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Marshall <marshall.spight_at_gmail.com> wrote:
> Sometimes you want to prove something like
>
> forall Invoices.CustomerId x
> exists Customers.CustomerId y
> x = y
>
> This is a foreign key, and these are quite common.
> So I have to insist on the ability to write both
> universal and existential quantification.
I am going to have to object here. Existential quantifications inside of universal quantifications are just as useless for testing as anything else. I'm not referring to the "forall Invoices.CustomerId x" which is actually rather inconsequential, but rather to the implied universal quantification that is always there: (I'm going to abuse your notation here. Please look away if you have a weak stomach, and cover the eyes of any nearby small children.)
forall possible program states and inputs
forall Invoices.CustomerId x
exists Customers.CustomerId y
x = y
Even if what I want to prove is "there is a customer with ID 0", what I really mean is:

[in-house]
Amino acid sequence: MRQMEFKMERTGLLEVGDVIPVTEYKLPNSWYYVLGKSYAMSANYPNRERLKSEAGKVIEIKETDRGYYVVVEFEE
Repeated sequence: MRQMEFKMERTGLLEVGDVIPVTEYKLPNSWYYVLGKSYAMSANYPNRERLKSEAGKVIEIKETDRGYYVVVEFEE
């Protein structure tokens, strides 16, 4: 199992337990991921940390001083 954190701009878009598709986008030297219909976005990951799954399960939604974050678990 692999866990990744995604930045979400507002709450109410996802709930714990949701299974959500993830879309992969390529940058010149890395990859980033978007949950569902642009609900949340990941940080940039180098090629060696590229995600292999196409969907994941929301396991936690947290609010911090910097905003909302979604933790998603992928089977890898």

forall possible program states and inputs
exists Customers.CustomerId x
x = 0
So there's still a universal quanitification on the outside. Testing is not only unsufficient to prove the universal quantifications that you say out loud; it's also insufficient to prove that implied "for all possible program states and inputs" there.
> Witnesses are useful with existential quantification. Which
> means they are also useful when producing the negation
> of a universal quantification. For example, say you want
> to assert forall x p(x), and the systems comes back and
> says "it is false." (Not: "I couldn't prove it" but "I proved
> the negation.") Now, in such cases, wouldn't you like a
> witness?
Yes, I would! If the program is incorrect, it's certainly nice to know why. I was simply commenting on the set of circumstances in which the program can be reasonably considered correct.
> > It seems to me that there are really two things going on here. Tests
> > make lousy proofs.
>
> As sympathetic to the sentiment as I am, I have to object to that
> phrase as insufficiently precise.
You're right, of course. I mean "tests make lousy proofs of program correctness".
> The best way IMHO to understand the limitations of testing is
> to understand the limits of the expressive power of existential
> quantification. Thus we again find ourselves in a position where
> having a formalism lead to better understanding.
Sure, so long as you understand that program correctness is not an existential quality (okay, except when there is only one set of input to the program).
-- Chris Smith - Lead Software Developer / Technical Trainer MindIQ CorporationReceived on Mon Jul 10 2006 - 12:26:36 CDT